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The man on the Clapham omnibus

Posted: Wed Sep 06, 2017 11:06 am
by Audiendus
A recent visit to the London suburb of Clapham reminded me of this quaint British phrase. Originally a legal expression originating in the 19th century, it means 'an ordinary, reasonable person'. It is now mostly used humorously as a mock archaism. It is probably the only context in which 'omnibus' is still used in the sense of 'bus'.

I wonder if there are any equivalent expressions used elsewhere.

Re: The man on the Clapham omnibus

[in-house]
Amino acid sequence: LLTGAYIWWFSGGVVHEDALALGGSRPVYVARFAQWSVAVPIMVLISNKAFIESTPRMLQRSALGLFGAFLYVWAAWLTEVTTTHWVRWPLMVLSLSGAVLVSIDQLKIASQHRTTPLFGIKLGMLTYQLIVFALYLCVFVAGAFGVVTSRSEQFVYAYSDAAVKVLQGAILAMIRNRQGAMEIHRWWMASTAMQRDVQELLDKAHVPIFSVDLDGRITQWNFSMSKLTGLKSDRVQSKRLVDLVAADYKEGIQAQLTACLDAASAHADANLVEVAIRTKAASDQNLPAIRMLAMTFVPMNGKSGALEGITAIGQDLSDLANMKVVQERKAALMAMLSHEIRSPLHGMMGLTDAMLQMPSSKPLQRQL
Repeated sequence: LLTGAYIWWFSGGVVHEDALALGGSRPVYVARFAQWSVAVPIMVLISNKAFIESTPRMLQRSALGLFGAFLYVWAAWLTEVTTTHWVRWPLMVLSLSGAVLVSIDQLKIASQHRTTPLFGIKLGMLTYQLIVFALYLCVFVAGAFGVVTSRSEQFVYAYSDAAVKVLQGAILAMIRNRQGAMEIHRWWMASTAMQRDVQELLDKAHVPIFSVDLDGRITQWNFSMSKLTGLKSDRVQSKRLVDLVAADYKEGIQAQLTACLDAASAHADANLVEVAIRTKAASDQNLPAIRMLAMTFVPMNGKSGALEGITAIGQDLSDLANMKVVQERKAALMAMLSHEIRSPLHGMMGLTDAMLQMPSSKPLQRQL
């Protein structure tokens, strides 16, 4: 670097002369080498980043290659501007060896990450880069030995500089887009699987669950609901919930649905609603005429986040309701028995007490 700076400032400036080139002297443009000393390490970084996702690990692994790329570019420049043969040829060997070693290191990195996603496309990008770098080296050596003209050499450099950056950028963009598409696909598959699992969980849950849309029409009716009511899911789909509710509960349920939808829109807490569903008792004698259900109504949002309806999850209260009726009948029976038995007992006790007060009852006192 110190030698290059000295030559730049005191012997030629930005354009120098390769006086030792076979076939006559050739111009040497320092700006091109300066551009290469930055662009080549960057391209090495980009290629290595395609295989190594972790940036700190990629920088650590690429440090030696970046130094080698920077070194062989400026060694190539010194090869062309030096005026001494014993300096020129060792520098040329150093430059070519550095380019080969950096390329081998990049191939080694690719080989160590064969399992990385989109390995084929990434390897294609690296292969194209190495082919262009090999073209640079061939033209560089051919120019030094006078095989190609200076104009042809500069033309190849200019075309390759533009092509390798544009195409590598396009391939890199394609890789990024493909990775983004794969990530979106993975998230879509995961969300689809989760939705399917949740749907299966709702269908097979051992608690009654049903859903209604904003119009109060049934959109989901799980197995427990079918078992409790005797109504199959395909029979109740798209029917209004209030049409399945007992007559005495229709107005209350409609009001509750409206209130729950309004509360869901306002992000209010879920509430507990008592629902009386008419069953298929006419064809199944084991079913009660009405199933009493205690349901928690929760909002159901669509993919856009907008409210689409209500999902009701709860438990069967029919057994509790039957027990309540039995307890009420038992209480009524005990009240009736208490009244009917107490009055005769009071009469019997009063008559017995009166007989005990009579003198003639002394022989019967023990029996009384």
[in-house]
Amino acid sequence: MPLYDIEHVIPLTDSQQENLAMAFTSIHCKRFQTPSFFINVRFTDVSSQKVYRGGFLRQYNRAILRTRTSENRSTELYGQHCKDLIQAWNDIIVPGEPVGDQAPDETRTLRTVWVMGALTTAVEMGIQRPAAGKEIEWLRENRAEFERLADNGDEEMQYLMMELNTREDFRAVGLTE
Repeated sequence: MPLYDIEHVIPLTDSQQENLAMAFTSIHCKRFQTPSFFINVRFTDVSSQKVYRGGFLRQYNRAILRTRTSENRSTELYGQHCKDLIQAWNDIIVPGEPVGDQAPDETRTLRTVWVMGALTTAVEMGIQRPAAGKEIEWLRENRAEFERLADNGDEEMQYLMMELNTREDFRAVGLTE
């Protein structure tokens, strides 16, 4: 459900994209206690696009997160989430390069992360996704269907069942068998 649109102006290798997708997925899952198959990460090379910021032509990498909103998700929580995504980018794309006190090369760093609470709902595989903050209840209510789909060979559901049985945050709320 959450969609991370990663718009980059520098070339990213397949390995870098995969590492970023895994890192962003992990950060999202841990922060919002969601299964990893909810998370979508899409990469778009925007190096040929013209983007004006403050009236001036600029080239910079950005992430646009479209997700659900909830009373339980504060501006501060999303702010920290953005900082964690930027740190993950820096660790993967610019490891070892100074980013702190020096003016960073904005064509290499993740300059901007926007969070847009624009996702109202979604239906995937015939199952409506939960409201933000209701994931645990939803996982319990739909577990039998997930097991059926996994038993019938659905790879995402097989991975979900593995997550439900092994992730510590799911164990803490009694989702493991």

Posted: Wed Oct 25, 2017 5:02 pm
by Slava
Does "see how it flies in Peoria" work?

I guess "man on the corner" is too non-specific.

Re: The man on the Clapham omnibus

Posted: Sat Dec 16, 2017 12:27 am
by Audiendus
Slava wrote:Does "see how it flies in Peoria" work?

Yes, that seems to be a similar idea.

A rather different kind of character is Disgusted of Tunbridge Wells.

Re: The man on the Clapham omnibus

Posted: Tue Jan 23, 2018 7:55 pm
by brogine
Another interesting Britishism is 'going Bodmin' - losing one's marbles. Oh, and I love 'how's your father'.

Re: The man on the Clapham omnibus

Posted: Sat Feb 03, 2018 11:20 pm
by Perry Lassiter
Man on the street...
Flyover country (outside the DC Beltway, Midwest)
John Doe